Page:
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Tekken care of business

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In 1994, back when Street Fighter II was king of the arcade and Super Nintendo ruled at home, classic gaming outfit Namco released an arcade game that would dethrone them all. Tekken was the first good-looking 3-D fighting game, making 2-D Street Fighter look old and the Super Nintendo, with its simple graphics, obsolete. Only Sony's PlayStation, which came out the following year, could handle Tekken's complexity. Now, more than a decade later, Tekken 5 feels more like a bookend than an evolution.

TEKKEN 5
For PlayStation 2
(Namco; http://tekken5.namco.com)
Like old-school shooters, fighting games have pretty much worn out their welcome thanks to the pure glut of titles in the '90s. The Street Fighter series alone had about a dozen sequels in that decade, not to mention SNK's King of Fighters or Sega's Virtua Fighter series. Taking the whole genre as a gaming cliché, Namco's Tekken 5 does what it can to improve the formula.

For Tekken fans, Tekken 5 will start suitably enough; as any longtime Tekken gamer will tell you, the interweaving plots are more melodramatic telenovela than Shakespeare. The convoluted concepts include mercenary spies, flying devils and killer wrestler robots. It makes a gamer wonder why Namco tries to come up with a context at all. This is, after all, a fighting game.

Luckily, Namco remembers what we came for and keeps the style consistent with that of the previous games. Two players go man-to-man or woman-to-woman in a 3-D square arena, usually battling to win the best two out of three matches. Two buttons punch, two buttons kick, and you press the opposite direction to dodge or block.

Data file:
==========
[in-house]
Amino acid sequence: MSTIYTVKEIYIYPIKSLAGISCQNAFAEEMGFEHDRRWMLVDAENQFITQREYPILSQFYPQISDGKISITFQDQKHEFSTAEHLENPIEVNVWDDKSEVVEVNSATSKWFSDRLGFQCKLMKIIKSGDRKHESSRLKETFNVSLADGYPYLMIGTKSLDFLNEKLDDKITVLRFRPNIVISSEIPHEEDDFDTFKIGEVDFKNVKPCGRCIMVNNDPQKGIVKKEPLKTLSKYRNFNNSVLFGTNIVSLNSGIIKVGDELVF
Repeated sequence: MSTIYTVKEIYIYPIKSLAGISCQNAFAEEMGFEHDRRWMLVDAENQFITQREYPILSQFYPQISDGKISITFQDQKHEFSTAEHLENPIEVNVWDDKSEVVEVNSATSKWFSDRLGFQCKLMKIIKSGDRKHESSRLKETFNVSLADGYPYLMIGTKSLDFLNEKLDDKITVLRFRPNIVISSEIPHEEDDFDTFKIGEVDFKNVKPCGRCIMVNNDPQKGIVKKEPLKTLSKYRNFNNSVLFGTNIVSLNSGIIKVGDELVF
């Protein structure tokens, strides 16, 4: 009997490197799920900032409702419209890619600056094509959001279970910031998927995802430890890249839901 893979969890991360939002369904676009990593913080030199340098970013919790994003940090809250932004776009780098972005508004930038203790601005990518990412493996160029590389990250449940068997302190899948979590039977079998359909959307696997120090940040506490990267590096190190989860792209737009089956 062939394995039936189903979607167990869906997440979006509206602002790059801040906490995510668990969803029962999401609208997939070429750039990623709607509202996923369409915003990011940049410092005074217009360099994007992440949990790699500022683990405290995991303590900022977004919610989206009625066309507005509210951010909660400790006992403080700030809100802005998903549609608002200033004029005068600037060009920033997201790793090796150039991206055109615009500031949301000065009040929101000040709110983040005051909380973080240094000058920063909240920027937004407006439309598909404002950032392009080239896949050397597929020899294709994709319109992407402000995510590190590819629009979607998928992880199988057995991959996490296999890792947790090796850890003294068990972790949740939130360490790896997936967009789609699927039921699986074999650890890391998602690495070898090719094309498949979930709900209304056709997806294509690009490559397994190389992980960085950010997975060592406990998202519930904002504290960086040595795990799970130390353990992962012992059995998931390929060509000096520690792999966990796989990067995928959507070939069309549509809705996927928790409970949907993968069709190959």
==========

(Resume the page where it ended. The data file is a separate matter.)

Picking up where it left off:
If options are the air that fighting games breathe, then Tekken 5 is alive and well. It offers five difficulty levels, almost a dozen different battle modes and 20 immediately playable characters with at least 11 more unlockable ones.

The modes are traditional favorites with few twists. The arcade battle mode is just like the upright model you'd play at your favorite mom-and-pop arcade; you fight the computer in seemingly unlimited matches -- no need to worry about quarters here -- and a second player can jump into the battle at any time. Two nice variations are the battle choice and the ranking system. First, after winning a fight, you can choose from three opponents whom you'd like to battle next, all given a ranking based on their skill level. Second, your own skill level increases during decisive ranking battles against opponents more skilled than you. This, in a sense, becomes your score.

As for the other modes, time attack tests how quickly you can dispatch an enemy, versus battle is a formal one-on-one, and survival mode pushes to see how many opponents you can take out with a single energy bar. In team battle, you and a friend can set up a roster of one to eight warriors to fight; as one gets knocked out, the next one comes in. An interesting practice mode allows you to test your skills on an animated dummy. The game gives pointers and enables you to focus on particular weak areas in your style. In custom fighter mode, you can tailor a warrior's look and fighting style.

As alluded to above, the story battle mode isn't very remarkable. Essentially a linear version of arcade battle, it enables you to learn a character's history via a movie played at the end of the game. The plot is so-so, but the comic-book-style segments and in-game movies are beautiful.

In fact, visuals are what make Tekken 5 shine. The opening sequence, with its robot sentries and C4 bombs (don't ask), literally looks like something from Tecmo's Ninja Gaiden, one of the best-looking titles on the Xbox. Aside from nightmarishly round breasts on every female opponent, everything in Tekken 5 looks real -- even if the story premise is absurd.